The causes of long-term complications of uraemia are yet to be fully elucidated. It has recently been demonstrated that renal failure is associated with a dramatic elevation of advanced glycation end products (AGEs). These products are the result of the nonenzymatic Maillard reaction linking a protein amino group with a glucose-derived aldehyde group. A mild rise of AGEs is associated with normal ageing. Proteins with a slow turnover such as matrix proteins are thus modified and removed by an AGE-specific receptor-mediated process thought to be a part of normal tissue remodelling. A more striking rise of AGEs is observed in diabetic patients as a result of sustained hyperglycaemia. A greater variety of proteins is thus modified leading to tissue damage through alteration of tissue protein structure and function, stimulation of several cellular responses, or generation of reactive oxygen species. In uraemia, the rise of AGEs is even more marked than in diabetics and is associated with a variety of tissue disorders including vascular damage, dyslipidaemia, and β2-microglobulin amyloidosis. AGE accumulation in uraemia does not result from hyperglycaemia. Identification of its cause as well as of the involved precursors should contribute to the understanding of uraemic toxicity and open new therapeutic approaches. In this presentation, we propose the hypothesis that AGE generation is enhanced by an increased oxidative stress associated with uraemia. Under these conditions, a variety of compounds, both related and unrelated to glucose, may contribute to the advanced glycoxidation of proteins. In uraemia, AGEs could be taken as a marker of oxidative stress damage to proteins.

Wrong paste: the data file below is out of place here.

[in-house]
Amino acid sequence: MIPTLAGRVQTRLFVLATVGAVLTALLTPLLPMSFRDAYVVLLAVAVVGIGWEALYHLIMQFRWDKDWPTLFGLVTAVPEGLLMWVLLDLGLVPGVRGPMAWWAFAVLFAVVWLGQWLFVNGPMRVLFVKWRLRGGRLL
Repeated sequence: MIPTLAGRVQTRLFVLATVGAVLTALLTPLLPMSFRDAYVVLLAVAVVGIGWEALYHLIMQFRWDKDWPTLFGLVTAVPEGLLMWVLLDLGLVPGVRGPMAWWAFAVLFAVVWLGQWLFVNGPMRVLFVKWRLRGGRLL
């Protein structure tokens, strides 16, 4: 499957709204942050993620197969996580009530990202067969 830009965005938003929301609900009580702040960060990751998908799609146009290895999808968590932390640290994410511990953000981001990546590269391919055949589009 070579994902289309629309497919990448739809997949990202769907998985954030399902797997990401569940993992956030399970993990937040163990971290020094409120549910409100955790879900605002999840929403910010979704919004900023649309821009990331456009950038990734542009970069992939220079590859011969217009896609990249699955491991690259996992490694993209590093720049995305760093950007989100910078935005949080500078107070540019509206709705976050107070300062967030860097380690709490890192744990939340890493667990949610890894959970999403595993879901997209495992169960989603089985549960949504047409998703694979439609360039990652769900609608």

- Advanced glycation end products
- Glycoxidative stress
- Uraemic complication
ASJC Scopus subject areas